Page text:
With rare exception, posts on motorcycle forum threads about tires begin and, all too often also end, with only a report about how many miles the poster was able to coax out of the particular brand and model of tires the poster was reporting on before the tires were totally worn out.
I don’t mean to pick on this particular poster or his post, but the post is a classic example of a typical post about what tires are the best for a particular motorcycle starting with its title “Looking forward to your WEAR report.” The post informs about how many miles the poster and others were able to go on different models of tires as the basis for recommending that readers make their choices for their next sets of tires without even a glancing mention anywhere in the post about how well those models gripped the road or handled in any situation.
For me, while I would like to know whether a particular model of tire wears unduly faster than others, that is the least of the criteria that I use to choose what tires I will risk my life and limb riding on and/or what tires will give me the most enjoyment while they are on my bike. But rarely do posts in tire threads address these criteria.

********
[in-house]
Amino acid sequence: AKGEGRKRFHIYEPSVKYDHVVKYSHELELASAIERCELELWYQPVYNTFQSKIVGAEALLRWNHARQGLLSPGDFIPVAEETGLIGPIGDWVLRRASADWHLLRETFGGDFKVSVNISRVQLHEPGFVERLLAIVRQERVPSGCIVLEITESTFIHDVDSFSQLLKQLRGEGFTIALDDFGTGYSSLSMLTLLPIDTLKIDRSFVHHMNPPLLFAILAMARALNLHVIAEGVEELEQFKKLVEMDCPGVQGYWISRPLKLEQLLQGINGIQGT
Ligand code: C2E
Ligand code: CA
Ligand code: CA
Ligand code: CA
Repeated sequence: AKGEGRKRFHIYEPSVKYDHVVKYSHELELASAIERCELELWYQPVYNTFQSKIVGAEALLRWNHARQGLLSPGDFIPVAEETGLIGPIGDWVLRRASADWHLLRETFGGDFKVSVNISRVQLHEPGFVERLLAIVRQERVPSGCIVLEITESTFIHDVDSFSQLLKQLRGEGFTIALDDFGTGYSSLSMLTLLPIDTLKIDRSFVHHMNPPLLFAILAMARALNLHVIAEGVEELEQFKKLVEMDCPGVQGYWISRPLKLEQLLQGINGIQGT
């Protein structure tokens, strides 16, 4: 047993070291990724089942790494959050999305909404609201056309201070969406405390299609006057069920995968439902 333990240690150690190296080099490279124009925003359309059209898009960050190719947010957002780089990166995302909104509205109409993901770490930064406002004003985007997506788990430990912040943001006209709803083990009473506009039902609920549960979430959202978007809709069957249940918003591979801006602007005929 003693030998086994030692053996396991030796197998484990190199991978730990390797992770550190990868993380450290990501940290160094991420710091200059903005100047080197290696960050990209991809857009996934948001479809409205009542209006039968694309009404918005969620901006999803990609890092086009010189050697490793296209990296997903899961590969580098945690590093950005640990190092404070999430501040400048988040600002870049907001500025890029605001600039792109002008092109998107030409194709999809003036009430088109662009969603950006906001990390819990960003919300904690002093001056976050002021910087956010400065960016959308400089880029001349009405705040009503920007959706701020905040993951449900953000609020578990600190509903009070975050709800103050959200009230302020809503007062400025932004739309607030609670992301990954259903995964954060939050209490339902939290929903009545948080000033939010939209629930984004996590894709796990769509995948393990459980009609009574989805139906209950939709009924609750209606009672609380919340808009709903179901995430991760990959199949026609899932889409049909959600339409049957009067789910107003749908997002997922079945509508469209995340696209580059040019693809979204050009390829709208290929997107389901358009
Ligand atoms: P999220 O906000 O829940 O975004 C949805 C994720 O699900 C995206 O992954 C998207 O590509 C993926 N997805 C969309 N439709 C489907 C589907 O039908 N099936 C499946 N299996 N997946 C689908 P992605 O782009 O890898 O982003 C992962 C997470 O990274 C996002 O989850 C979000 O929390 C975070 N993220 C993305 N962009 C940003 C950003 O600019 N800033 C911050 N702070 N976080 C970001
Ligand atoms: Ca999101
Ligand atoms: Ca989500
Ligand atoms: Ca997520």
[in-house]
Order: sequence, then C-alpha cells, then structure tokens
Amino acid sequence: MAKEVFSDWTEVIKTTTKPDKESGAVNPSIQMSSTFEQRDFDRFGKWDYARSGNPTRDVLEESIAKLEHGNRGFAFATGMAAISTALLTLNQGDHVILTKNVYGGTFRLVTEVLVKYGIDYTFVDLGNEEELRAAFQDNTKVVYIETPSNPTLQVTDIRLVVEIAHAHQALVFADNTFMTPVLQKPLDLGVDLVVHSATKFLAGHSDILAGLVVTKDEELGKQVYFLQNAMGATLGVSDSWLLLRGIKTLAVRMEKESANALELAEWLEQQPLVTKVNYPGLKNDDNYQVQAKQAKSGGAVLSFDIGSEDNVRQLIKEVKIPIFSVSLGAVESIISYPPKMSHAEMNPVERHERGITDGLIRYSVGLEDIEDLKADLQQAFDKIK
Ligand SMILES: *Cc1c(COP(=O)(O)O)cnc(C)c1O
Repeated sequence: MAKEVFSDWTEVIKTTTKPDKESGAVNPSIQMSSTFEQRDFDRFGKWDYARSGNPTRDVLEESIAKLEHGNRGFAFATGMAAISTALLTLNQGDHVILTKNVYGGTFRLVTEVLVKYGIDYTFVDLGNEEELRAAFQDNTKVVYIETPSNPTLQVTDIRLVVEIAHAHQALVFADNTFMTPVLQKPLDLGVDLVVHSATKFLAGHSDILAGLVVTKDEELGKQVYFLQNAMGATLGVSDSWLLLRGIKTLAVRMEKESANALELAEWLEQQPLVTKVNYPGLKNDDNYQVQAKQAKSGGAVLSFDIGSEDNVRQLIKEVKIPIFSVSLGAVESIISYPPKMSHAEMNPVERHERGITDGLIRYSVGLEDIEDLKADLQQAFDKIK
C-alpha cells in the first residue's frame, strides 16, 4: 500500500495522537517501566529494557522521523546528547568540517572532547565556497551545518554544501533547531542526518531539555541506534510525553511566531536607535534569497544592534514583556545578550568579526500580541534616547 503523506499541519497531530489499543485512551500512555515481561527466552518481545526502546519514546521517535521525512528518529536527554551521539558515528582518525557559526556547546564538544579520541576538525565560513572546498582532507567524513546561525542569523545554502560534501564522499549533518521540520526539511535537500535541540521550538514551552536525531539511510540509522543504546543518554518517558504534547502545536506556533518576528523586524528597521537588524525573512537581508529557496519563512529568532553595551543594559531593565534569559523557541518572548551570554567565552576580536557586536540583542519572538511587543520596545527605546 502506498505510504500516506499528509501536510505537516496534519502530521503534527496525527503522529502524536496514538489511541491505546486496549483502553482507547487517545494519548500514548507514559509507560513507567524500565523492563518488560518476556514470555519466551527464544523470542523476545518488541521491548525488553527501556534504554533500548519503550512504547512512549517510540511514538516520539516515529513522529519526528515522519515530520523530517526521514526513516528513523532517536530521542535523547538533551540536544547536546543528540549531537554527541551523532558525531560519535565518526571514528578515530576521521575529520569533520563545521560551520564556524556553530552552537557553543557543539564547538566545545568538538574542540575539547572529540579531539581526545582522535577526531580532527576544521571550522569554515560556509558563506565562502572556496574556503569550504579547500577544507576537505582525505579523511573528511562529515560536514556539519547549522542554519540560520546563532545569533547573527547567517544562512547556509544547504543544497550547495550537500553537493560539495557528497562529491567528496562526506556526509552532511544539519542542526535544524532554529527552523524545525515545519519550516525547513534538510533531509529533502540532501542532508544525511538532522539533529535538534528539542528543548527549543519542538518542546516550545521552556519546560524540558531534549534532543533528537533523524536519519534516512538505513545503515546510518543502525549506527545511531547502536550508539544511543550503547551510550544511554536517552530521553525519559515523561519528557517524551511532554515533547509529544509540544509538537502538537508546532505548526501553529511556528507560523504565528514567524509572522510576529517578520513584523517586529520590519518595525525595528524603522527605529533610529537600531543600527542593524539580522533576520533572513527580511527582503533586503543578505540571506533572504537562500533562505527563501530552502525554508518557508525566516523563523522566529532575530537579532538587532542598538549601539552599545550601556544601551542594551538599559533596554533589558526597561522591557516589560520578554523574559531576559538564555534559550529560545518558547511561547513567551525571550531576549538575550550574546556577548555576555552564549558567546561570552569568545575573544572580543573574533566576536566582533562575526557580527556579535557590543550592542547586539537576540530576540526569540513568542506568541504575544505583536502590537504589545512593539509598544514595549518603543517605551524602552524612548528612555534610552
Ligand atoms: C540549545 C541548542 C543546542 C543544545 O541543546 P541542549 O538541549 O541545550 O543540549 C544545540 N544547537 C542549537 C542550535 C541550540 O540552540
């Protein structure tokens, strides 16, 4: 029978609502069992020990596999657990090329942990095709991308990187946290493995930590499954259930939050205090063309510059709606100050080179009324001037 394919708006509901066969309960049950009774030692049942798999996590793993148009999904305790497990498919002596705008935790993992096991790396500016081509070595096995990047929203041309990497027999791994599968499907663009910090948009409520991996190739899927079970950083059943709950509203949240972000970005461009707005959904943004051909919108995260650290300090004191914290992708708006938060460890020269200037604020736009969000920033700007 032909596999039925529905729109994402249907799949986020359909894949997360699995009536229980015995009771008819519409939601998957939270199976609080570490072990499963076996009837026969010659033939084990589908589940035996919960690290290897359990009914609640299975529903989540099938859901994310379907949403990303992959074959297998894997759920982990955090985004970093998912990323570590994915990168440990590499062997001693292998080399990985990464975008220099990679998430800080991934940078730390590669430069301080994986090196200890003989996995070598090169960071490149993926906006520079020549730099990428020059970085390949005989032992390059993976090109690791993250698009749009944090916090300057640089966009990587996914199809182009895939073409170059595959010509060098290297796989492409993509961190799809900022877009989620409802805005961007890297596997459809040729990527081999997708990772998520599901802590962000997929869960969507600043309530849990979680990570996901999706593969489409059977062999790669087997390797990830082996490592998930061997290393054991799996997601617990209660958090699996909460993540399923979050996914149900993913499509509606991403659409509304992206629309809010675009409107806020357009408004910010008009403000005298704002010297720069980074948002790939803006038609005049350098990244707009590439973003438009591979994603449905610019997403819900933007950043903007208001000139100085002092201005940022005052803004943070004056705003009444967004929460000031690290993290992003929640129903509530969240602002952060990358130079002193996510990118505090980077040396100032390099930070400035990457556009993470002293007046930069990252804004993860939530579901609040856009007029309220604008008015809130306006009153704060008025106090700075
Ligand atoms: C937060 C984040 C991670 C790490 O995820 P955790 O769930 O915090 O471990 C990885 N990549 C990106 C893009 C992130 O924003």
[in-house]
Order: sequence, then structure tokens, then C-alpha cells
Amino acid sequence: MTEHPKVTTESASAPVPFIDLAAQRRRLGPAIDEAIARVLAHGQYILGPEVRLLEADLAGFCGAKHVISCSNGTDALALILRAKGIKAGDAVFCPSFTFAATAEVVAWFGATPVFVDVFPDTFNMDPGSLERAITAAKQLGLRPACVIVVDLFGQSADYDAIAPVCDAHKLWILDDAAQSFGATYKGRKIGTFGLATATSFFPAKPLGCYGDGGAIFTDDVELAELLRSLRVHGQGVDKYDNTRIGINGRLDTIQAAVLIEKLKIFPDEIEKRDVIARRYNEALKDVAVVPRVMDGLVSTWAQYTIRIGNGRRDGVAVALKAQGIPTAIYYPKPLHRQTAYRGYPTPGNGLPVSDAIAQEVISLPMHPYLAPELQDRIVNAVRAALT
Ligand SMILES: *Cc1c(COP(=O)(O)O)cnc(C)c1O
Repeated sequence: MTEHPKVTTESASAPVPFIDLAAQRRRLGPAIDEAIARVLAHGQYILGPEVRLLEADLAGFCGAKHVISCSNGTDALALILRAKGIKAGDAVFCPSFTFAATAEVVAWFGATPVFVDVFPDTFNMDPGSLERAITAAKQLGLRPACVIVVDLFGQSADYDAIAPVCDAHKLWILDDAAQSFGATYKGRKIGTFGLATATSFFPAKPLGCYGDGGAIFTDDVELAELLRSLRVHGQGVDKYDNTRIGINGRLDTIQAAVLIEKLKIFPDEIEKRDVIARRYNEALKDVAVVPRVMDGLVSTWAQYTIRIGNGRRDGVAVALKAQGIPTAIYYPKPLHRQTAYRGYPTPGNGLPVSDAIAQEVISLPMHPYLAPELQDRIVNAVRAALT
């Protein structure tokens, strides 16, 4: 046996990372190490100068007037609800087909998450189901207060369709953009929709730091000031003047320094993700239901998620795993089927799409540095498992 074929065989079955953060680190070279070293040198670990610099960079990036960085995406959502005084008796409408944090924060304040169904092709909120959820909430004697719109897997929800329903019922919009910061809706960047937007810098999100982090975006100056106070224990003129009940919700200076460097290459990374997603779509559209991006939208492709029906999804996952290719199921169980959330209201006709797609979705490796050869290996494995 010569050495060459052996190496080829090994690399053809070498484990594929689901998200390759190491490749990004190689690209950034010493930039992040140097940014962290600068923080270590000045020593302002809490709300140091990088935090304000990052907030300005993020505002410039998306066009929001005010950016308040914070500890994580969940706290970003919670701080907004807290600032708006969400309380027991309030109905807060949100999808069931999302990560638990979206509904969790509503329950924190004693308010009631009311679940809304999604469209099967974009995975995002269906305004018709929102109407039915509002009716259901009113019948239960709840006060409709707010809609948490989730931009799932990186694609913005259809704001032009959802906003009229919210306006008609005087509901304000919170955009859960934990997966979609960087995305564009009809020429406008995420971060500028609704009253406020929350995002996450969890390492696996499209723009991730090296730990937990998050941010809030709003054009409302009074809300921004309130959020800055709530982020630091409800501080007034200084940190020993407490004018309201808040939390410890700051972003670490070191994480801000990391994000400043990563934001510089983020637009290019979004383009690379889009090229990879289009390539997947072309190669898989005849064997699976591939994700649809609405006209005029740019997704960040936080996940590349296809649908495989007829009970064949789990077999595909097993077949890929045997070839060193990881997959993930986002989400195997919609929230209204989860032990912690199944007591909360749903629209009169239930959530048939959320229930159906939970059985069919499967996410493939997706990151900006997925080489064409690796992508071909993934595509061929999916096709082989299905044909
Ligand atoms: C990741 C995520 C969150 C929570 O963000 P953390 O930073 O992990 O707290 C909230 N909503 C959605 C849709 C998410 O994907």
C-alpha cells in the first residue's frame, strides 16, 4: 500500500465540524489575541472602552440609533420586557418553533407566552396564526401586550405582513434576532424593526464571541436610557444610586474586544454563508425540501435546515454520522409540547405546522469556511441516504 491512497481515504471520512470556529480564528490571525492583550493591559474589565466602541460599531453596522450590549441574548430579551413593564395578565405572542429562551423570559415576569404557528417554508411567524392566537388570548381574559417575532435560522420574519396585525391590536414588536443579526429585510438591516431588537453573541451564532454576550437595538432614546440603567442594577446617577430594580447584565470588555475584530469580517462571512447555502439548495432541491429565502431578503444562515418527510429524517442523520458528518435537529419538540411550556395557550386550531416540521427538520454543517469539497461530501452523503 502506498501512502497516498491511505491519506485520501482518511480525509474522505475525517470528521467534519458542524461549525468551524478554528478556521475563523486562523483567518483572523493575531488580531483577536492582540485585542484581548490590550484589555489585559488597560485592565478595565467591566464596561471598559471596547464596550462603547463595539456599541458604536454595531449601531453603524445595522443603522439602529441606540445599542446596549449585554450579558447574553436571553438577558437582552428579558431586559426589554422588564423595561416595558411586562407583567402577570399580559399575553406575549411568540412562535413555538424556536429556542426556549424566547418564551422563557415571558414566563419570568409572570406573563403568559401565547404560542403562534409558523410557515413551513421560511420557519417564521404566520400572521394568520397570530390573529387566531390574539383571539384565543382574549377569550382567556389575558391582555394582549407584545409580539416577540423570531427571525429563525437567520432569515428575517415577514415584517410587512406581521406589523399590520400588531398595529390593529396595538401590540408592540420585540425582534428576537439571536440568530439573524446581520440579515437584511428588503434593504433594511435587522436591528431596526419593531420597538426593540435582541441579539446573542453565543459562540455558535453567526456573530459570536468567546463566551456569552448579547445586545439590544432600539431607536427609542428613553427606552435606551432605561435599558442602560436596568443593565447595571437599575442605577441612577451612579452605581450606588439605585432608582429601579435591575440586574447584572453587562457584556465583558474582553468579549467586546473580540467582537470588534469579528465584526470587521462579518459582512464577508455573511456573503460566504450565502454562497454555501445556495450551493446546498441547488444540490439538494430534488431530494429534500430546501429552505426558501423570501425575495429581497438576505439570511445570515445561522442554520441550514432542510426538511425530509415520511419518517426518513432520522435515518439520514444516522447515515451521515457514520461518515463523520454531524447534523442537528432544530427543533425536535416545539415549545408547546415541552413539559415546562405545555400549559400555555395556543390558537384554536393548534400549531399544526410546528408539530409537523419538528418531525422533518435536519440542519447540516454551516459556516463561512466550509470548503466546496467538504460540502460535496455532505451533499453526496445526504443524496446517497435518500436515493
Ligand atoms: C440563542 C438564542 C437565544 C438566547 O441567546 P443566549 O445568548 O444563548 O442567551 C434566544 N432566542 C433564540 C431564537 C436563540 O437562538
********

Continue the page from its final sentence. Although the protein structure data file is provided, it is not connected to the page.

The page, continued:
It never happens in other contexts that a motorcyclist will brag about how gingerly he/she was able to ride a twisty road or highway or how slowly one is able to twist his/her throttle or apply his/her brakes when riding; the things that make it possible for the rider to get the most miles out of a set of tires before the wear bars show. Yet, when it comes to tire threads, all too many of
those who post can’t wait to brag about the number of miles they were able to get from their favorite choice of tire. I, for one, find such posts to be useless except for the humor that they be provide in that I can’t help but read them as saying. “Forget all those tall tales that I have been spinning about how aggressively I ride, the truth is, I ride like a 95 year old grandma, as the fantastically unbelievable number of miles I’m perfectly willing to disclose to you without shame or embarrassment I was able to get out of my tires attests.”
Then, there is the flip side of such posts: those whose writers have figured out that reporting on miles one gets out of one’s tire tells readers about the riding style of the poster: these posters can’t wait to report how few miles they get: “ I had a set of Trailblazer O76s on my bike. They wore so fast that I had to turn around on my trip home from the installer to get new tires.”